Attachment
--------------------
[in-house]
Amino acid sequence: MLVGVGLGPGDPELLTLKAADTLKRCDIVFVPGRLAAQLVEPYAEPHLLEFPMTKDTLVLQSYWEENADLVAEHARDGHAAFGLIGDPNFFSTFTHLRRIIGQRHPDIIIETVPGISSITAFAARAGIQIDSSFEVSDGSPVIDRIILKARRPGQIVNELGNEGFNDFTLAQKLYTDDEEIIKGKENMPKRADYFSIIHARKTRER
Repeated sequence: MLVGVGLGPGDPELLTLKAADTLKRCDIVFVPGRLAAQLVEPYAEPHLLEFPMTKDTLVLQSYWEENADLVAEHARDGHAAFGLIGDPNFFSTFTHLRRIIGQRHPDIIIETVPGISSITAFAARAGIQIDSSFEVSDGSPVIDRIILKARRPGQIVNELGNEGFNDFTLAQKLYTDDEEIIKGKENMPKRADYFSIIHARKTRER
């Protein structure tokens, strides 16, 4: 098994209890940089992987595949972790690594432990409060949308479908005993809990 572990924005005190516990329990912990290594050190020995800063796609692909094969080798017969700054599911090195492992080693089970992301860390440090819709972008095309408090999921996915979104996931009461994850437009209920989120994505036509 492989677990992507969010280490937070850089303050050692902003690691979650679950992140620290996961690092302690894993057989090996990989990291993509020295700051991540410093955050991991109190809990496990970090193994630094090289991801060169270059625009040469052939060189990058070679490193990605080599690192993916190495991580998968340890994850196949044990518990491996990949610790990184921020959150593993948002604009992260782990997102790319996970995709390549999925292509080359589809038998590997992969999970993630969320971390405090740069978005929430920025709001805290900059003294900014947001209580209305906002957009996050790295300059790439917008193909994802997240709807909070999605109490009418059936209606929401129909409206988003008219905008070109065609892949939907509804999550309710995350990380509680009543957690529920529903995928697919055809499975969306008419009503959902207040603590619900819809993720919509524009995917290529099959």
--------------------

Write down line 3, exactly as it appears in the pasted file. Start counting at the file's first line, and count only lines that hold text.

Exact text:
Repeated sequence: MLVGVGLGPGDPELLTLKAADTLKRCDIVFVPGRLAAQLVEPYAEPHLLEFPMTKDTLVLQSYWEENADLVAEHARDGHAAFGLIGDPNFFSTFTHLRRIIGQRHPDIIIETVPGISSITAFAARAGIQIDSSFEVSDGSPVIDRIILKARRPGQIVNELGNEGFNDFTLAQKLYTDDEEIIKGKENMPKRADYFSIIHARKTRER